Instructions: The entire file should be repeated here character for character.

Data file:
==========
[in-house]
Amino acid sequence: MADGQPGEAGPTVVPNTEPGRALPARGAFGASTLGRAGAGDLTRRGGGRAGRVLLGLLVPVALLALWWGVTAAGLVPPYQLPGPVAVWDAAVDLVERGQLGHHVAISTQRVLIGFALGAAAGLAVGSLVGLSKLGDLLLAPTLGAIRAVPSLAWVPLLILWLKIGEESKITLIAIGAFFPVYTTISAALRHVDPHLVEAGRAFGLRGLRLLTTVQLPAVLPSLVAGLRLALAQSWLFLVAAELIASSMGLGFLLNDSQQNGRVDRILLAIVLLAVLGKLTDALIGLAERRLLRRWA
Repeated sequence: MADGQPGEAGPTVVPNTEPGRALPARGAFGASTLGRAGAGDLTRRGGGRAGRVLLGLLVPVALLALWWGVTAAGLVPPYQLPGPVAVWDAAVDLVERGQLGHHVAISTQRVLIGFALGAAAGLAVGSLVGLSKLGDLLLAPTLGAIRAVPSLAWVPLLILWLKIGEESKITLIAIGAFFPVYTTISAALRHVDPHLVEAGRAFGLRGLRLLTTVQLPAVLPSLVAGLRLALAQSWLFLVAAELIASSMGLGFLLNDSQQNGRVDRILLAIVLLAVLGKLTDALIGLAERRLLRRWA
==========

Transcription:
[in-house]
Amino acid sequence: MADGQPGEAGPTVVPNTEPGRALPARGAFGASTLGRAGAGDLTRRGGGRAGRVLLGLLVPVALLALWWGVTAAGLVPPYQLPGPVAVWDAAVDLVERGQLGHHVAISTQRVLIGFALGAAAGLAVGSLVGLSKLGDLLLAPTLGAIRAVPSLAWVPLLILWLKIGEESKITLIAIGAFFPVYTTISAALRHVDPHLVEAGRAFGLRGLRLLTTVQLPAVLPSLVAGLRLALAQSWLFLVAAELIASSMGLGFLLNDSQQNGRVDRILLAIVLLAVLGKLTDALIGLAERRLLRRWA
Repeated sequence: MADGQPGEAGPTVVPNTEPGRALPARGAFGASTLGRAGAGDLTRRGGGRAGRVLLGLLVPVALLALWWGVTAAGLVPPYQLPGPVAVWDAAVDLVERGQLGHHVAISTQRVLIGFALGAAAGLAVGSLVGLSKLGDLLLAPTLGAIRAVPSLAWVPLLILWLKIGEESKITLIAIGAFFPVYTTISAALRHVDPHLVEAGRAFGLRGLRLLTTVQLPAVLPSLVAGLRLALAQSWLFLVAAELIASSMGLGFLLNDSQQNGRVDRILLAIVLLAVLGKLTDALIGLAERRLLRRWA